Note: When – If Ever – Should Accommodation of Religions of Religion Be Permitted? • Thorton v. Caldor [472 U.S. 703 (1985)] ○ Held unconstitutional a Connecticut statute providing, “no person who states that a particular day of the week is observed as his Sabbath may be required by his employer to work on that day.” ○ The statute imposes “an absolute duty to conform business practices to the particular religious practices of the employee. ○ The State thus commands that Sabbath religious concerns automatically control over all secular interests at the workplace. • Trans World Airlines v. Hardison [432 U.S. 63 (1977)] ○ Did not require an employer to adjust its seniority system to allow junior employees to avoid work on their Sabbaths by displacing senior employees entitled by the system to work on the other days. ○ To allow TWA to bear more than a de minimis cost in ○ Order to give Hardison Saturdays off is an undue hardship. Free Exercise, Free Speech, and the Right of Expressive Association • Widmar v. Vincent [454 U.S. 263 (1981)] ○ Invoked the free speech clause to require a state university to make its facilities available to a student prayer group, just as it would make them available to other groups seeking to use the public forum it created.” ○ The Court held that a policy of “nondiscriminating against religious speech” would not violate the establishment clause. • Lamb’s Chapel v. Center Moriches Union Free School District [508 U.S. 384 (1993)] - Invalidating a school district’s restriction on the after-hours use of its facilities by religious groups, finding the restriction viewpointbased • Rosenberger v. Rectors and Visitors of the University of Virginia - invalidating a university policy authorizing payment from the student activites fund for the printing costs of a variety of student publications, but prohibiting payment for any student publication that “primarily pomotes or manifests a particular belief in or about a deity or an ultimate reality.” • Advisory Board v. Pinette [515 U.S. 753 (1995)] - Finding no establishment clause violation in allowing a private group to display a Latin cross on public property and therefore requiring the board to permit the display. • Good News Club v. Milford Central School [533 U.S. 98 (2001)] - involving a club that would conduct prayer meetings and Bible lessions after school hours in a room at a school attended by children from kindergarten through the twelfth grade. **Look for overlaps in doctrine and social considerations** **Spot the issues, lay out the doctrines, and say what the problems were**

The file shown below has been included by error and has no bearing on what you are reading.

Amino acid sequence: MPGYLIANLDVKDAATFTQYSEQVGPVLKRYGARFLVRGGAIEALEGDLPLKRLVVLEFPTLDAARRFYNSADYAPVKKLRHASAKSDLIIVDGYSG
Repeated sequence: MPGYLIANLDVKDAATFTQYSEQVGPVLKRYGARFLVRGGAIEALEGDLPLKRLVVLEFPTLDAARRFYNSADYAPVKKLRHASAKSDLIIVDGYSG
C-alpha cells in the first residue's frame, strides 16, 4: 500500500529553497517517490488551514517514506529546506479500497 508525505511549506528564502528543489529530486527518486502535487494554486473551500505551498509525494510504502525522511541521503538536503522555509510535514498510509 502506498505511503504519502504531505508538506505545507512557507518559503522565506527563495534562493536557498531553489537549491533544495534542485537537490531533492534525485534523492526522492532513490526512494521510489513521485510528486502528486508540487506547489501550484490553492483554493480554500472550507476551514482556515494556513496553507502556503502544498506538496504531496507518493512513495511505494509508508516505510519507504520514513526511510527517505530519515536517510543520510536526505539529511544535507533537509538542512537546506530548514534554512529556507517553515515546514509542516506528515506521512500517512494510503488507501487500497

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Review Cases US v. Clary 34 F.3d 709 (1994) Different sentencing for crack and powder cocaine (100 to 1 ratio) RULE: For a neutral law to violate EP Clause, P must establish that Congress act with a discriminatory purpose in enacting the statute, and that Congress selected or reaffirmed a particular course of action “at least in part ‘bc of’ not merely ‘in spite of’ its adverse effects upon an identifiable group. FACTS: • US appeals from the sentence imposed upon Clary for possession with intent to distribute cocaine base in violation of 21 USC §841(b)(1)(A)(iii) • Clary entered a guilty plea to the charge which called or a 10-year mandatory min sentence. • After a 4 day hearing district court sentenced Clary to 4 years. • Court held that the 100 to 1 ratio for crack cocaine to powder cocaine was disproportionate and in violation of the Equal Protection Clause both generally and as applied, and that the selective prosecution of crack cases on the basis of race was constitutionally impermissible as applied to Clary • US argues – these issues have been repeatedly decided and there was no equal protection violation or selective prosecution of Clary. • P argued – after the guilty plea but before sentencing, he filed a motion arguing that the 10-year mandatory min sentence contained in the crack cocaine statute violated his Equal Protection rights guaranteed by the 5th amendment • District Court Analysis: ○ Recognized the role that racism has played in criminal punishment in this country since the late 17th century. ○ African Americans’ anger and frustration led to increased drug traffic and associated violence. ○ Reasoned that although overt racial animus may not have led to Congress’ enactment of the crack statute, its failure to account for a substantial and foreseeable disparate impact would violate the spirit and letter of equal protection. ○ Concluded that the statute should be reviewed under strict scrutiny and the rules of Arlington Heights v. Metro Housing Develop. Corp. ○ Listed 7 factors from Arlington as circumstantial evidence of racially-discriminatory legislative purpose:  Adverse racial impact  Historical background  Specific sequence of events leading up to the decision  Departure from normal procedure sequence  Substantive departure from routine decision  Contemporary statements made by decision makers  Inevitability or foreseeability of the consequence of the law ○ Congressional Record portrayed crack dealers as unemployed, gang affiliated, gun toting, young black males ○ Few hearings were held in the House on the enhanced penalties and penalties were arbitrarily doubled from first provision. ○ Court found the statistical evidence showed both disparate impact and the probability that the subliminal influence of unconscious racism had permeated federal prosecution throughout the nation. ISSUE: Is the crack statute unconstitutional bc it violates equal protection rights? HOLDING: NO • We are satisfied that both the record before the dist court and the district court’s findings fall short of establishing that Congress acted with a discriminatory purpose in enacting the statute, and that Congress selected or affirmed a 174